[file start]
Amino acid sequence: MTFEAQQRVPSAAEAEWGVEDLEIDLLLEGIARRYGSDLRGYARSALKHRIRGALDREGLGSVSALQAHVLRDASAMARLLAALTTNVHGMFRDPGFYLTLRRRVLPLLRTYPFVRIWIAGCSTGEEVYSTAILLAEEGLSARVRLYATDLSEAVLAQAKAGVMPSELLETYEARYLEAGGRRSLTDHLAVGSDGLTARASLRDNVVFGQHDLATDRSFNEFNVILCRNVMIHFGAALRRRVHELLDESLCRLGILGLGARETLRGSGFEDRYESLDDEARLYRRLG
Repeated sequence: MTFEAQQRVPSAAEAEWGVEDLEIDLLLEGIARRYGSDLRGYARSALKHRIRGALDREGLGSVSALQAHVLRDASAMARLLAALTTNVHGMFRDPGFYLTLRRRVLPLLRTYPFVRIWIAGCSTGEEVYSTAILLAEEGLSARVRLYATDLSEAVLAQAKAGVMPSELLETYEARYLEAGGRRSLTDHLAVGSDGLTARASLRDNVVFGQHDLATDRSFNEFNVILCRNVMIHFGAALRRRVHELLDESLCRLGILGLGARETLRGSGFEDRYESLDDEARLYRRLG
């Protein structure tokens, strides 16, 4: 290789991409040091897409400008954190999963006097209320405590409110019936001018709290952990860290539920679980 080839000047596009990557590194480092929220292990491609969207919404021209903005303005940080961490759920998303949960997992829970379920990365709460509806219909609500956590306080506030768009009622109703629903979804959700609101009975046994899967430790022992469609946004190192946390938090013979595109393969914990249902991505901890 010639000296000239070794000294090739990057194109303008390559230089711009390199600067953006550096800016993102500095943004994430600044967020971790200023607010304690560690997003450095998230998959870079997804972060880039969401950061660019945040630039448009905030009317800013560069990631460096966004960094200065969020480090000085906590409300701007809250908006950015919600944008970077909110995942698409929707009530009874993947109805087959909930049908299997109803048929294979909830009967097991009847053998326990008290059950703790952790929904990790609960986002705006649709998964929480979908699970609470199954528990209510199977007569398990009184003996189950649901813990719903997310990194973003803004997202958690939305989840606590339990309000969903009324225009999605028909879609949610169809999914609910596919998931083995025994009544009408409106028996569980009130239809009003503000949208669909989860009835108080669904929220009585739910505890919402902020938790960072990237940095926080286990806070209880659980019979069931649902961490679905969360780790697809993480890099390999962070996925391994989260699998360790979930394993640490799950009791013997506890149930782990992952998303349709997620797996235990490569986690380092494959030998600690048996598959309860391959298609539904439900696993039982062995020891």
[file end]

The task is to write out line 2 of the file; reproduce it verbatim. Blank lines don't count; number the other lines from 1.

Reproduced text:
Repeated sequence: MTFEAQQRVPSAAEAEWGVEDLEIDLLLEGIARRYGSDLRGYARSALKHRIRGALDREGLGSVSALQAHVLRDASAMARLLAALTTNVHGMFRDPGFYLTLRRRVLPLLRTYPFVRIWIAGCSTGEEVYSTAILLAEEGLSARVRLYATDLSEAVLAQAKAGVMPSELLETYEARYLEAGGRRSLTDHLAVGSDGLTARASLRDNVVFGQHDLATDRSFNEFNVILCRNVMIHFGAALRRRVHELLDESLCRLGILGLGARETLRGSGFEDRYESLDDEARLYRRLG